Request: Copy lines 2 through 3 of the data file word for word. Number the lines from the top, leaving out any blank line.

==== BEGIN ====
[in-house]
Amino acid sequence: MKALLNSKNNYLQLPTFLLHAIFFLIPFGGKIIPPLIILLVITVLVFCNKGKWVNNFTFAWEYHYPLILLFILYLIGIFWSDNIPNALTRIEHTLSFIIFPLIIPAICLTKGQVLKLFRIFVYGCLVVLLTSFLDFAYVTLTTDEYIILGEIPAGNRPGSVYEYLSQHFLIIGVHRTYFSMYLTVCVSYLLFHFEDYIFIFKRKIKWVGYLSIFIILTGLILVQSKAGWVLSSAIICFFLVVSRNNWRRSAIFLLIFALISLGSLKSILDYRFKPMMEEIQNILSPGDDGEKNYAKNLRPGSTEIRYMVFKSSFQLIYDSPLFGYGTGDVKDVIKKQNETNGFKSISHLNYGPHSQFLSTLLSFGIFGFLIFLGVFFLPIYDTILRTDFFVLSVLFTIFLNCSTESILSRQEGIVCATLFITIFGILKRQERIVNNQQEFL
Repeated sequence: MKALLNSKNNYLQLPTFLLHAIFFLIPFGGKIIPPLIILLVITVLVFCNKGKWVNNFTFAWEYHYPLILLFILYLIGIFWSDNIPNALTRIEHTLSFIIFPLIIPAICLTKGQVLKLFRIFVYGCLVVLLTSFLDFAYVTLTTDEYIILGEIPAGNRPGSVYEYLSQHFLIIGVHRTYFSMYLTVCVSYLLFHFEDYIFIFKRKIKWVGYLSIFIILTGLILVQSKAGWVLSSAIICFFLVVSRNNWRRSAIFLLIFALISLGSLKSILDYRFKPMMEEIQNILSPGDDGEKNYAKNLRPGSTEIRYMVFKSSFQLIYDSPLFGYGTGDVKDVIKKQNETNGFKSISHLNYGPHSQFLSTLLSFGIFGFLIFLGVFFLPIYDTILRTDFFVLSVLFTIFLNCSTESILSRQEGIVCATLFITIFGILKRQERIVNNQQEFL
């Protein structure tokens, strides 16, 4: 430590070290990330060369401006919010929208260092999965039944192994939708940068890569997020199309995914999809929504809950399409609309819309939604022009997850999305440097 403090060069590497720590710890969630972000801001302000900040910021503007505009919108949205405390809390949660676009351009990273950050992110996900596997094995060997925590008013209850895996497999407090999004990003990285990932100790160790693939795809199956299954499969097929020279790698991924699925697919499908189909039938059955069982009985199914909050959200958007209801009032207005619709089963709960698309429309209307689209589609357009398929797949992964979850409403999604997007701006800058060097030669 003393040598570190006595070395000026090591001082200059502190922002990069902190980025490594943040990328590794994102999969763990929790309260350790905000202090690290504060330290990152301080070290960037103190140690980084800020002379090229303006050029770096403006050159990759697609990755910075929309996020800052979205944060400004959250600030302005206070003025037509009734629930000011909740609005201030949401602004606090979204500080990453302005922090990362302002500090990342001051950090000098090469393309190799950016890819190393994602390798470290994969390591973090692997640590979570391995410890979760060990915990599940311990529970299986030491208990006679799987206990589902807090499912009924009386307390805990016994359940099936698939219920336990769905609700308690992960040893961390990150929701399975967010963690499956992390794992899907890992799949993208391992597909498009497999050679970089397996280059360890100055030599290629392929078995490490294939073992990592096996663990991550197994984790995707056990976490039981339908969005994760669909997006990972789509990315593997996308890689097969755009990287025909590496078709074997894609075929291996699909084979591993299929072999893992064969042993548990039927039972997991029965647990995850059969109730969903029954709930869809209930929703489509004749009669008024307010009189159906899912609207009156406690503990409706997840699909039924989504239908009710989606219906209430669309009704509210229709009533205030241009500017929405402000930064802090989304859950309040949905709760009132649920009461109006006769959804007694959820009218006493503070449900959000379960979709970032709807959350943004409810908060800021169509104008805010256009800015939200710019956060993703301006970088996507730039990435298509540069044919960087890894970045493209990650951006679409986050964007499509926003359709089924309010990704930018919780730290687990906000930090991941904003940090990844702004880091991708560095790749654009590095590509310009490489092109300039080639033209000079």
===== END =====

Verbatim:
Amino acid sequence: MKALLNSKNNYLQLPTFLLHAIFFLIPFGGKIIPPLIILLVITVLVFCNKGKWVNNFTFAWEYHYPLILLFILYLIGIFWSDNIPNALTRIEHTLSFIIFPLIIPAICLTKGQVLKLFRIFVYGCLVVLLTSFLDFAYVTLTTDEYIILGEIPAGNRPGSVYEYLSQHFLIIGVHRTYFSMYLTVCVSYLLFHFEDYIFIFKRKIKWVGYLSIFIILTGLILVQSKAGWVLSSAIICFFLVVSRNNWRRSAIFLLIFALISLGSLKSILDYRFKPMMEEIQNILSPGDDGEKNYAKNLRPGSTEIRYMVFKSSFQLIYDSPLFGYGTGDVKDVIKKQNETNGFKSISHLNYGPHSQFLSTLLSFGIFGFLIFLGVFFLPIYDTILRTDFFVLSVLFTIFLNCSTESILSRQEGIVCATLFITIFGILKRQERIVNNQQEFL
Repeated sequence: MKALLNSKNNYLQLPTFLLHAIFFLIPFGGKIIPPLIILLVITVLVFCNKGKWVNNFTFAWEYHYPLILLFILYLIGIFWSDNIPNALTRIEHTLSFIIFPLIIPAICLTKGQVLKLFRIFVYGCLVVLLTSFLDFAYVTLTTDEYIILGEIPAGNRPGSVYEYLSQHFLIIGVHRTYFSMYLTVCVSYLLFHFEDYIFIFKRKIKWVGYLSIFIILTGLILVQSKAGWVLSSAIICFFLVVSRNNWRRSAIFLLIFALISLGSLKSILDYRFKPMMEEIQNILSPGDDGEKNYAKNLRPGSTEIRYMVFKSSFQLIYDSPLFGYGTGDVKDVIKKQNETNGFKSISHLNYGPHSQFLSTLLSFGIFGFLIFLGVFFLPIYDTILRTDFFVLSVLFTIFLNCSTESILSRQEGIVCATLFITIFGILKRQERIVNNQQEFL